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Heaven and hell...

Dear reader


It’s been a while since I wrote to you. School start and summer are definitely over, and it sometimes feels that this autumn has also switched off the light in many parts of the world. I won’t discuss here what you all know too well. Instead, I would like to bring some comfort, sweetness and also some light …light on some people in our community who are true heroes! Actually, a heroine, that you met at the festival: Nadia Aarab.

Nadia is not only passionate about sustainable development, founder of Clean Shores, working 100% at Deep Ocean, mum of 3 kids…She is also the president of the Moroccan council in Scandinavia and Nordic Countries and at the board of Rahma Norway (a non-profit organization). She was therefore first in line when the earthquake happened in Marrakech. Here is a summary of the actions she coordinated with Rahma as she was in Morocco to help in the 1st days after the earthquake.

“Rahma managed to collect 2 million NOK, which was used to help 3737 persons (900 families) in efforts in the regions of Marrakech (Chichaoua) and Taroudant (21 Douars).We purchased and provided the needy with the following items: tents, winter clothing, blankets, mattresses; pillows and hygiene product (male/female/child). Rahma is planning during this month to provide a heater to those families in this regard our engineers are working on research and development for the feasibility to use the solar energy as power source for this project. Rahma has also identified several long-term projects; all those are to job creation projects for both female and youth (those projects are under design). Rahma has also started a coordination a cross some few experts in European countries to collaborate on a building model that resists earthquakes and preserves the cultural and heritage character to the region.”

Nadia has since returned safely in Stavanger. If the earth has now calmed down, the world has unfortunately turned to horror in the Middle East, so her association is now also trying to support Gaza.

Before I make some musical suggestions that I hope, can bring some consolation and rest, I would like to repost on a book which I started my newsletter with (see  March newsletter)…There was this chapter about Shostakovich 7th symphony: Leningrad. Shostakovich composed this piece in the first month of the siege of Leningrad. While it was undoubtedly a political work, here are some words about what happened when the symphony was performed in Leningrad.

“In the fading afternoon light of August 9, 1942, the starving population fell silent and prepared to experience one of the most memorable episodes of an incomprehensible war. "We were amazed by the number of people; there could be so many hungry individuals, deprived not only of food but also of music," recounted the trombonist. Some spectators had retrieved a suit, while others came from the front lines. Most were thin and suffering from dystrophy. When the concert concluded, not only the people of Leningrad but also German soldiers listened to the half-hour-long ovation from a city on its knees”.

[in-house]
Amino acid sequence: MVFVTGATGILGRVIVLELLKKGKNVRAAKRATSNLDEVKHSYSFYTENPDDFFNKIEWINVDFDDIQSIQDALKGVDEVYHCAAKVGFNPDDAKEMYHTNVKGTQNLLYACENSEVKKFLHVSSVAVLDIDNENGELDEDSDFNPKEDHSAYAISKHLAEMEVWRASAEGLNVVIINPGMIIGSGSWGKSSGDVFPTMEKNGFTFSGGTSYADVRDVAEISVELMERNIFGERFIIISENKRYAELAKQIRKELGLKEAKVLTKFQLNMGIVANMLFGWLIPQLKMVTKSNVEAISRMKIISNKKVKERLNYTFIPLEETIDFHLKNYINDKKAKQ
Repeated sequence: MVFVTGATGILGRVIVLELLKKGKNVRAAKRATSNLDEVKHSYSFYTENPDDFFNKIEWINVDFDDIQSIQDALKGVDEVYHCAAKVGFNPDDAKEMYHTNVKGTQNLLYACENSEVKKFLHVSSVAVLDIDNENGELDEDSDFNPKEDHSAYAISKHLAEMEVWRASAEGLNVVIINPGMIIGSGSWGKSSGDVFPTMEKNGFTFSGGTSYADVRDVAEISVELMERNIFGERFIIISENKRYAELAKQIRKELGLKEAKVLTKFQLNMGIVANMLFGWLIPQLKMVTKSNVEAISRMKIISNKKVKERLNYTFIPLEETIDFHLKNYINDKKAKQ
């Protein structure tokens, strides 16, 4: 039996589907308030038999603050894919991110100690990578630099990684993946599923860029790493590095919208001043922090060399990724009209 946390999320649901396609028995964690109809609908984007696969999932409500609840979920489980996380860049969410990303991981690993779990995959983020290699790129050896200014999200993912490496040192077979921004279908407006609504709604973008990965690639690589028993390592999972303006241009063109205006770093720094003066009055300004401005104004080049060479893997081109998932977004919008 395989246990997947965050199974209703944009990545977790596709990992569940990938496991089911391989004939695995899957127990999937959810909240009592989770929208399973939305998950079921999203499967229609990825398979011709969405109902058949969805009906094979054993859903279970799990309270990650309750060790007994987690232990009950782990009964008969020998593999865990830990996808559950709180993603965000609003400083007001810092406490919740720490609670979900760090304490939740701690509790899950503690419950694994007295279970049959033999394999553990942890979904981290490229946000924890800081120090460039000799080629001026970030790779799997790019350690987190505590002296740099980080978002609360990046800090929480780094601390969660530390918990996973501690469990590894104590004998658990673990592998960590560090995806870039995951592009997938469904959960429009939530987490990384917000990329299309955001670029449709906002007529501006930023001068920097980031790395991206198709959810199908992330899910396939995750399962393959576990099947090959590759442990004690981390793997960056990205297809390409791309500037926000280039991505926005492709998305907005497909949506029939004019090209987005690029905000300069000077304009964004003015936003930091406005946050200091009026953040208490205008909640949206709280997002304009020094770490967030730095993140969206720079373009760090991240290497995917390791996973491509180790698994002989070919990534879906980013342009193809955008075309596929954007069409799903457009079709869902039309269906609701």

So here we are in 2023, after Leningrad…Mariupol, Gaza…Music, art and the people who make it, are more than ever necessary to heal the world…but even more to educate and unite people.

This letter will also transmit the voice of a humanitarian musical association which works in particular  in Gaza, Musicians without borders. I received their newsletter on 26th October.

“Musicians Without Borders collaborates with communities and musicians in conflict regions around the world, bringing music to vulnerable children and young people–also in Palestine. Our work is based on the power of music and the principles of active nonviolence and universal human rights. We unconditionally oppose war, and we strive to contribute to inclusive societies based on social justice.
Today, we stand helpless and speechless at the sight of so much suffering caused by military violence. We mourn all victims of this war and urge all people everywhere to press for an immediate ceasefire and care for all victims of violence.
We recognize the fundamental injustice of occupation and apartheid that has fueled this violent conflict for decades and led to ongoing misery, trauma and lost futures. We stress the urgent need to restore justice and human rights for Palestinians and to respect and ensure security, safety and dignity for all children, women and men in the region
Our thoughts and prayers are with all civilians, especially the children, including the children in our beautiful music project in Palestine, Bara’em Ghirass.
Where we can, and when appropriate, Musicians Without Borders will keep our activities going. As every positive act counts, it matters.

War divides. Music connects.”


This was a long and not too happy newsletter…a lot of darkness and always some light.

“Music has no equal. It is the rain that waters the desert, the radiant sun that brightens the heart, and it is the night that consoles. Music brings people together.” Jón Kalman Stefánsson, Heaven and Hell.

Let's pray for peace

Meanwhile, love and music



Rahma in Morocco (above), in Gaza (below)
Support Rahma in Gaza: VIPPS #72775

More info on their website (Bara'em Ghirass program in Palestine)

Book of the month: Heaven and Hell
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